How long should i see signs of fermentation in a RIS?

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Donner

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This isn't a question about how long to leave my beer in primary, but rather, i'm curious how long a RIS will show signs of fermentation. My bucket seals tightly, so the airlock is my gauge for activity.

On sunday, I racked my 1.096 black chocolate stout clone onto a wlp001 yeast cake from a previous batch. The thing took off late that night and was bubbling away very aggressively until this morning. Now it's about every 3-4 seconds if not longer. I know big beers can stall out and i'd like to avoid that, so I'm just curious if i should get concerned if my airlock stops showing activity in the near future or if a RIS can ferment out in that short a period of time if enough yeast was present.

I hope that all make sense... thanks.
 

TipsyDragon

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dont use your airlock as a fermentation indicator it is very inaccurate especially with buckets. the only sign of the end of fermentation is the stabilization of your SG reading at your expected FG.
 

Revvy

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Your airlock is not a fermentation gauge, it is a VALVE to release excess co2. [/B]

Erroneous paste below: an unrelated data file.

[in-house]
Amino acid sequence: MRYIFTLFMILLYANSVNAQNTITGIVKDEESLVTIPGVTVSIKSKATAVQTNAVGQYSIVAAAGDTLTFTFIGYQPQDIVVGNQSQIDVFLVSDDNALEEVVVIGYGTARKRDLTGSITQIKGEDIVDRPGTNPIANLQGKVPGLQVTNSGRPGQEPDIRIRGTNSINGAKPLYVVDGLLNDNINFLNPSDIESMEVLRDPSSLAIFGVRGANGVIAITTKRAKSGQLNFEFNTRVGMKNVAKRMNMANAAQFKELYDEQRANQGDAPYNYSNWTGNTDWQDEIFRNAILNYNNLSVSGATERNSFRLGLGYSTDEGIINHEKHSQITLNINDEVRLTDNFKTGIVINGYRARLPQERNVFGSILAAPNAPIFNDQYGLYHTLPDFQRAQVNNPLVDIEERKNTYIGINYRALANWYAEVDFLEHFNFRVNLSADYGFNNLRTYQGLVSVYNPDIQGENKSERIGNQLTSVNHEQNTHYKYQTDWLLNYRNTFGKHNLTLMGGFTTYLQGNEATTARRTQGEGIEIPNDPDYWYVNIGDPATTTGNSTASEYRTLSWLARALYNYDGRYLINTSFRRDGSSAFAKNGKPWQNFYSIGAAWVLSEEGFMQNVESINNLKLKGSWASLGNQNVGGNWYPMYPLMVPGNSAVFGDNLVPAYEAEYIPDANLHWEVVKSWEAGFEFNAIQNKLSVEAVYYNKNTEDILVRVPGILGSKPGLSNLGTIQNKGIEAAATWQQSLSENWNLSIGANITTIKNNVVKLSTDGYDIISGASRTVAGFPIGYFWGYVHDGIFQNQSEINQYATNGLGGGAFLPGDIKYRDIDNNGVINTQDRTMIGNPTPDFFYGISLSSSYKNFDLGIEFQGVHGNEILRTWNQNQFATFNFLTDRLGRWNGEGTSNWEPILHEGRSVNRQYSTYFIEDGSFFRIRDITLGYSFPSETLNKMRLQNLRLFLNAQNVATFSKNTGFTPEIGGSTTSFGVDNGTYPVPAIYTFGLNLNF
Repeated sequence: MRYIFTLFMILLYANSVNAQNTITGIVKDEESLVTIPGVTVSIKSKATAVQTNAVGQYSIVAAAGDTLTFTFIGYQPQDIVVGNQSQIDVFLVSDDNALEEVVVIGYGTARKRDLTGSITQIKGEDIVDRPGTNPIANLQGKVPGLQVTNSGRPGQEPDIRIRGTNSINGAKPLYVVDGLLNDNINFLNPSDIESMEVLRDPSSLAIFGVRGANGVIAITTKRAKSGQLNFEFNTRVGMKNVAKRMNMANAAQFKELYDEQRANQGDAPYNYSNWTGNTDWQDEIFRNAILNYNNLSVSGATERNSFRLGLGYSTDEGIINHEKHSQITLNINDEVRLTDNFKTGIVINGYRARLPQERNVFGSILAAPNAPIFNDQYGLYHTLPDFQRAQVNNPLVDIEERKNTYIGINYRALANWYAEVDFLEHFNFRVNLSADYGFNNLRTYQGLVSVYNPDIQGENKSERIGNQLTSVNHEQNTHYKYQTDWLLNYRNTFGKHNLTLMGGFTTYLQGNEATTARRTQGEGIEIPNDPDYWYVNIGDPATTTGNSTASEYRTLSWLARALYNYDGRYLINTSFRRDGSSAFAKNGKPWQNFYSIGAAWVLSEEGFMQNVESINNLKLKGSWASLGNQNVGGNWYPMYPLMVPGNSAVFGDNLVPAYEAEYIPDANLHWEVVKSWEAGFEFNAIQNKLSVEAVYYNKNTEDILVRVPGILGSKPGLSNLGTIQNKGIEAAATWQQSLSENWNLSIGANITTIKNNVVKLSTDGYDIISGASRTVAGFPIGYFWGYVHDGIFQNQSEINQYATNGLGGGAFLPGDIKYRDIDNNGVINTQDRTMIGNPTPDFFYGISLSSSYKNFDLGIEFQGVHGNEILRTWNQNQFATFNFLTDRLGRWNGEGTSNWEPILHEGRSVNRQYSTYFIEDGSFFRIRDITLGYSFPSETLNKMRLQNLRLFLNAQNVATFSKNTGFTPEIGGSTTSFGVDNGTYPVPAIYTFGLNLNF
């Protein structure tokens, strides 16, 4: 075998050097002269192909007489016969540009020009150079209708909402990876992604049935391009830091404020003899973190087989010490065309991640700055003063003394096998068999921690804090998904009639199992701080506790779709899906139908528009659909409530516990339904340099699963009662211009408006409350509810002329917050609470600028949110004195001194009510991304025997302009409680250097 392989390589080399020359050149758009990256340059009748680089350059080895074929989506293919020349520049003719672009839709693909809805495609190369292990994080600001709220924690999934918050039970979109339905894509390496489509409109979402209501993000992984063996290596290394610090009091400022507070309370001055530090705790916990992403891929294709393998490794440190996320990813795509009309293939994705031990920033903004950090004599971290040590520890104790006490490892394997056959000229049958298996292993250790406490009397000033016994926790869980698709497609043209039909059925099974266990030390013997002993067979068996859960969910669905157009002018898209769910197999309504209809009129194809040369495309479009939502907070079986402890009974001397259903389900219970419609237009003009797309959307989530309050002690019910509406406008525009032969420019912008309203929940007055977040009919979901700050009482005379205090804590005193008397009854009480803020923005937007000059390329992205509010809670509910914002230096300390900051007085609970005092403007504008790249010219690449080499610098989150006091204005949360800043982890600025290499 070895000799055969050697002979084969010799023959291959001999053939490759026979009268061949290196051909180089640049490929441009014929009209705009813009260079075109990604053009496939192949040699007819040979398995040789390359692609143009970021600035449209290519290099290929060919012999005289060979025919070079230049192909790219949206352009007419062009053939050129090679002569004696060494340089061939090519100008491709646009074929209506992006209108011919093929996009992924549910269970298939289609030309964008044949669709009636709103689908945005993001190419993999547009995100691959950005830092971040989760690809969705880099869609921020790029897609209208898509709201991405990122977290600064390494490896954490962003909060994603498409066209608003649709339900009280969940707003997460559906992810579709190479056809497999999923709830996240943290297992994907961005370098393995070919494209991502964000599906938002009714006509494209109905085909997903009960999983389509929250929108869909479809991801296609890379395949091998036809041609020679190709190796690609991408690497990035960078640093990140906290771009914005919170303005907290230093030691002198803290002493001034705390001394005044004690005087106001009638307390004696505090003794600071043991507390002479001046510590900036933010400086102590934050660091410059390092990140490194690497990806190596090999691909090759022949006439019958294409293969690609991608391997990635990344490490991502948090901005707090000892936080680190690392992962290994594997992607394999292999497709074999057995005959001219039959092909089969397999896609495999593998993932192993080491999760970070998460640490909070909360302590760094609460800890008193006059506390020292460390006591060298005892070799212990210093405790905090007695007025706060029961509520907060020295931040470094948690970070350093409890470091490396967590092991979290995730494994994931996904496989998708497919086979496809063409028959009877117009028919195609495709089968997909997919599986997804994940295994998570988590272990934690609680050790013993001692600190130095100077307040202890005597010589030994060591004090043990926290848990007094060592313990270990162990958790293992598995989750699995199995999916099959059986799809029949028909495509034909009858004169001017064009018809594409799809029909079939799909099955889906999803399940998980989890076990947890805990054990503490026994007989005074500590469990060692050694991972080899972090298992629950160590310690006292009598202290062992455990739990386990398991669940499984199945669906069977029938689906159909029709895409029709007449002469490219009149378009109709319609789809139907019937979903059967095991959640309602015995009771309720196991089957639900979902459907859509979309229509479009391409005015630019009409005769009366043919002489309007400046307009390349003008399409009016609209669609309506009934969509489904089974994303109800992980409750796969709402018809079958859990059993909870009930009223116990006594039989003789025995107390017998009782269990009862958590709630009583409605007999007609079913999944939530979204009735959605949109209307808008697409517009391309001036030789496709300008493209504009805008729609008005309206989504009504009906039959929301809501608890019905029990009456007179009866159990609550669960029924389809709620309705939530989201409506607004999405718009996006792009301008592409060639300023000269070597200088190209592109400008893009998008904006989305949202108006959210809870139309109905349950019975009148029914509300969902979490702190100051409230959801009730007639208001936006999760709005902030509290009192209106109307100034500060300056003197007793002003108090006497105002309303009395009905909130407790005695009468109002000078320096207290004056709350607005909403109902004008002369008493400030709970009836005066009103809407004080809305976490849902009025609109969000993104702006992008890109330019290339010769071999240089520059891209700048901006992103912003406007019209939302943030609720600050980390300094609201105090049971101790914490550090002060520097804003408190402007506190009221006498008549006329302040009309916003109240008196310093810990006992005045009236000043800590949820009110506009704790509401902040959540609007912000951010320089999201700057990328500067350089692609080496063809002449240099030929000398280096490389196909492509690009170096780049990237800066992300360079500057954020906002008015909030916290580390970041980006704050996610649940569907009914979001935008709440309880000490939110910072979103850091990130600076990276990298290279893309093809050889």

If your airlock was bubbling and stopped---It doesn't mean fermentation has stopped.

If you airlock isn't bubbling, it doesn't mean your fermentation hasn't started....

If your airlock starts bubbling, it really doesn't matter.

If your airlock NEVER bubbles, it doesn't mean anything is wrong or right.

The only way to truly know what is going on in your fermenter is with your hydrometer. Like I said here in my blog, which I encourage you to read, Think evaluation before action you sure as HELL wouldn't want a doctor to start cutting on you unless he used the proper diagnostic instuments like x-rays first, right? You wouldn't want him to just take a look in your eyes briefly and say "I'm cutting into your chest first thing in the morning." You would want them to use the right diagnostic tools before the slice and dice, right? You'd cry malpractice, I would hope, if they didn't say they were sending you for an MRI and other things before going in....

Thinking about "doing anything" without taking a hydrometer reading is tantamount to the doctor deciding to cut you open without running any diagnostic tests....Taking one look at you and saying, "Yeah I'm going in." You would really want the doctor to use all means to properly diagnose what's going on. It's exactly the same thing when you try to go by airlock....

This is the only "sign of fermentation" you should be going by.....

 

Edcculus

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I'm still a fan of a quote from BYO late last year. Here is my paraphrased version:

Egg timers are great, but there is no such thing as a beer timer. A great chef doesn't use a timer to cook a steak does he? No, he uses use his senses, and ultimately a thermometer to check for the correct level of doneness. In brewing, the hydrometer is your tool to check for doneness.